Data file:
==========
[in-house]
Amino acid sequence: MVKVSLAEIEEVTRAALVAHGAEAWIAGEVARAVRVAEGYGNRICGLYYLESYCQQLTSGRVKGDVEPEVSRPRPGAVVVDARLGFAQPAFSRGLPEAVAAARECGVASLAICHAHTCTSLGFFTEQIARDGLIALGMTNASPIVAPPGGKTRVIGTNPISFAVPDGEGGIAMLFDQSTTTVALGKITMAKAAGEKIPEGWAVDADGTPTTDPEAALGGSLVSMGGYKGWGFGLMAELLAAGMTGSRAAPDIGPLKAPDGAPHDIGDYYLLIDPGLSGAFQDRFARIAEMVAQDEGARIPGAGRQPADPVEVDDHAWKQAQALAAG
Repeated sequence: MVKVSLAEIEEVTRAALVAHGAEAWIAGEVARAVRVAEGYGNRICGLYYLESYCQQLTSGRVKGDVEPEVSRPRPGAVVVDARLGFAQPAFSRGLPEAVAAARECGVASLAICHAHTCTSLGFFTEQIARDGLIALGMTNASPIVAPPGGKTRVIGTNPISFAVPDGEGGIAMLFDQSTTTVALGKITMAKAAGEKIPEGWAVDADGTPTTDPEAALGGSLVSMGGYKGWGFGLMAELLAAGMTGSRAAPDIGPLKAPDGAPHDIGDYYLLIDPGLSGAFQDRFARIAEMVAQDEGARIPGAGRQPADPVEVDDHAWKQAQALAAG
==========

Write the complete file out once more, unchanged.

[in-house]
Amino acid sequence: MVKVSLAEIEEVTRAALVAHGAEAWIAGEVARAVRVAEGYGNRICGLYYLESYCQQLTSGRVKGDVEPEVSRPRPGAVVVDARLGFAQPAFSRGLPEAVAAARECGVASLAICHAHTCTSLGFFTEQIARDGLIALGMTNASPIVAPPGGKTRVIGTNPISFAVPDGEGGIAMLFDQSTTTVALGKITMAKAAGEKIPEGWAVDADGTPTTDPEAALGGSLVSMGGYKGWGFGLMAELLAAGMTGSRAAPDIGPLKAPDGAPHDIGDYYLLIDPGLSGAFQDRFARIAEMVAQDEGARIPGAGRQPADPVEVDDHAWKQAQALAAG
Repeated sequence: MVKVSLAEIEEVTRAALVAHGAEAWIAGEVARAVRVAEGYGNRICGLYYLESYCQQLTSGRVKGDVEPEVSRPRPGAVVVDARLGFAQPAFSRGLPEAVAAARECGVASLAICHAHTCTSLGFFTEQIARDGLIALGMTNASPIVAPPGGKTRVIGTNPISFAVPDGEGGIAMLFDQSTTTVALGKITMAKAAGEKIPEGWAVDADGTPTTDPEAALGGSLVSMGGYKGWGFGLMAELLAAGMTGSRAAPDIGPLKAPDGAPHDIGDYYLLIDPGLSGAFQDRFARIAEMVAQDEGARIPGAGRQPADPVEVDDHAWKQAQALAAG